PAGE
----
Dr G.T. von Kit or: How I Learned to Stop Worrying and Love SpinButton

As developers, sometimes we need to take input from the people using our software. In many cases, the choice of component to use when capturing it is obvious. If you need some text, you use a GtkEntry, if there’s a set of discrete values to choose from, a GtkComboBox is the ideal choice, and so on…

Some datum can be specific, but possibly ambiguous in representation. To illustrate with a contrived example; 1.23 metres is the same as 123cm, you could also say that’s just over 48 inches and again there’s steps up and down in magnitude and alternative ways of writing the same value.

This post deals specifically with Time, in the context of my Google Summer of Code project, as I’d like to specify when Banshee should try to synchronise my playlist. So, what component is the hot enchilada? The obvious choice is the GtkSpinButton. Here’s some highlights, it:

  • supports real numbers and integers;
  • allows the user to type for quick entry;
  • provides handy increment and decrement buttons;
  • can optionally wrap the value beyond the upper and lower bounds;
  • has customisable step and page amounts and, finally;
  • It. Looks. Fantastic.

And the following are my first two attempts at using it for our purpose. While the first is easy enough to use it’s a bit clumsy because it separates the two fields of our input data across two different controls, perhaps more importantly it is not immediately apparent that the controls are representing time or even that the values relate to one another apart from through proximity. The second suffers from a similar problem, what’s in that box doesn’t smell of time!

Time Input SpinButtons: Bad

What to do?! Readers of previous entries can probably guess that I’ll take a slightly circuitious route, known affectionately as scenic. In this instance that involves stepping back a little to GtkEntry, since it conveniently has areas designated for Primary and Secondary buttons. Here’s how that version turned out:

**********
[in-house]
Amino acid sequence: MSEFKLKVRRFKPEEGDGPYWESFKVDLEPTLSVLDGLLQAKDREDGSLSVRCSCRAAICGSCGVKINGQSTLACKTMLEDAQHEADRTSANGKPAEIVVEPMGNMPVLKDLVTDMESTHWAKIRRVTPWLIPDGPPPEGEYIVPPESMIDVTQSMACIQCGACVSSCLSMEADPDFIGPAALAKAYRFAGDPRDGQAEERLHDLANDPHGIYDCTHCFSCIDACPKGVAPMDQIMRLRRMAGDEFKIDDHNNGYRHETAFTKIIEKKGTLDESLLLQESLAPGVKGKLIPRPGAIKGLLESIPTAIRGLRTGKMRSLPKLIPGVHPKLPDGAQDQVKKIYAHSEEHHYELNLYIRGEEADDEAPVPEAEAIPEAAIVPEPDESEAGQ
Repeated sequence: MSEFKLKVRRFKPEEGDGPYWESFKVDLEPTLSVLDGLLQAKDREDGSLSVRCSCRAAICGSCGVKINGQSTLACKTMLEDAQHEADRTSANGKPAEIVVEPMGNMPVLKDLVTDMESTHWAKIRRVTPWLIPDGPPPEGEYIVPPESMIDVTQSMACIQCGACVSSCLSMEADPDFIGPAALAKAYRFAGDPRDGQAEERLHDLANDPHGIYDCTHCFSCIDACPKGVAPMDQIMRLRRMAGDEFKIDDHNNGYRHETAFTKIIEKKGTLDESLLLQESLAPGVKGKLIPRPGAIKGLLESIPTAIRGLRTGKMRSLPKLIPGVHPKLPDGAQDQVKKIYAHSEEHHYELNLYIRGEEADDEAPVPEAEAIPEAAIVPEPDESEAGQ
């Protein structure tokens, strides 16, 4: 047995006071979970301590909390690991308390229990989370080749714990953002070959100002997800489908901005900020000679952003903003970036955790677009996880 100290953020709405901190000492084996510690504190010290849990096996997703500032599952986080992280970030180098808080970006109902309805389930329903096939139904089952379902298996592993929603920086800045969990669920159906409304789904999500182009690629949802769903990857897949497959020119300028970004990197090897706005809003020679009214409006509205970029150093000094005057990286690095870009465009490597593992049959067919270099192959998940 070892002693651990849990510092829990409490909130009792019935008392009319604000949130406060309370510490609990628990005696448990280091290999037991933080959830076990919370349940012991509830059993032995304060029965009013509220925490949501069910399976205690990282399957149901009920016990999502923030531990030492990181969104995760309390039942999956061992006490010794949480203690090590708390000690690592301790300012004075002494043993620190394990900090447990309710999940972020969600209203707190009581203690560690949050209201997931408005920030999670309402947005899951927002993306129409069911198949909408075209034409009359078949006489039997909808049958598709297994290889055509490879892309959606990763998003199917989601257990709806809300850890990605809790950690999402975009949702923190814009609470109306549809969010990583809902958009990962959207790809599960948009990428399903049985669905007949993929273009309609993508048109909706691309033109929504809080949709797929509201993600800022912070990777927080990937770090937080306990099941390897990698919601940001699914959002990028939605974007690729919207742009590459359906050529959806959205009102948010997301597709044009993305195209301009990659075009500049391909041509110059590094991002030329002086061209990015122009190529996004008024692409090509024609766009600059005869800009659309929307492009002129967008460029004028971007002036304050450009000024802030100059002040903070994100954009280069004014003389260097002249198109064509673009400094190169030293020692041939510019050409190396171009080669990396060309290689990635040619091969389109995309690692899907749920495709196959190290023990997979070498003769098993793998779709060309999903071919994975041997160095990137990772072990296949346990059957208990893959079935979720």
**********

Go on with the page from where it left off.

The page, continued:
Time Input SpinButton: Good

Not too shabby, it looks pretty good and, apart from the bound wrapping ability, works in an equivalent way to the SpinButton. First some functions:

let inline (|Match|_|) rex text =
    let m = Regex.Match(text, rex)
    if m.Success then
        Some [ for i in m.Groups -> i.Value ]
    else
        None

let rex = @"^(\d{1,2}):(\d{2})$"

This is nothing new. If the regular expression is a match then the result is Some<string list>, otherwise None. For use with the Active Pattern is a regular expression to match two integers separated by a colon, allowing us to extract the hours and minutes from the user’s input, as shown in the following:

let inline to_value (hr,mn) = float hr * 60.0 + float mn

let inline from_text text =
    match text with
    | Match rex [full;hr;mn] -> to_value (hr,mn) |> Some
    | _ -> None

let inline from_value v =
    let hr = uint32 v / 60u
    let mn = uint32 v % 60u
    (hr,mn)

let inline to_text (hr,mn) = sprintf "%d:%02d" hr mn

These four functions convert the decimal value stored in the GtkAdjustment to its text representation and back again. In our GtkEntry subclass they are connected to the signals emitted when the text entry area loses focus and when the value of the GtkAdjustment changes. Astute readers will notice that it would be fairly easy to include support for other time formats to the from_text function.

The code for the widget weighs in at around 40 lines. I’m not going to display it here, it’s long, boring and a lot was concerned with starting and stopping GLib timeouts to make the value scroll when one of the buttons was held down. Furthermore, the scrolling behaviour just wasn’t the same as SpinButton and required some tweaking of the repeat timings, in addition to a slightly hacky function to ensure that the appropriate timeout stops when the value reached either bound. Quite a bit of work for something that only sort of works like a SpinButton…

There is a better way, the Input and Output signals of SpinButton are designed for conversion purposes. This is the result:

Time Input SpinButton: Better

It’s simple, short (13 lines, three of which are semantic constants, with even one superfluous extra for no other reason than completeness) and customisable. This, folks, is How I Learned to Stop Worrying and Love SpinButton.

type FormatSpinButton(adjust: Adjustment, climb, digits, get, set) as this =
    inherit SpinButton(adjust, climb, digits)
    let TRUE = 1
    let FALSE = 0
    let GTK_INPUT_ERROR = -1
    do this.Input.Add(fun o -> 
         match this.Text |> get with
         | Some v -> o.NewValue <- v
                     o.RetVal <- TRUE
         | None -> o.NewValue <- this.Value
                   o.RetVal <- GTK_INPUT_ERROR)
       this.Output.Add(fun o ->
         this.Text <- this.Value |> set
         o.RetVal <- TRUE)
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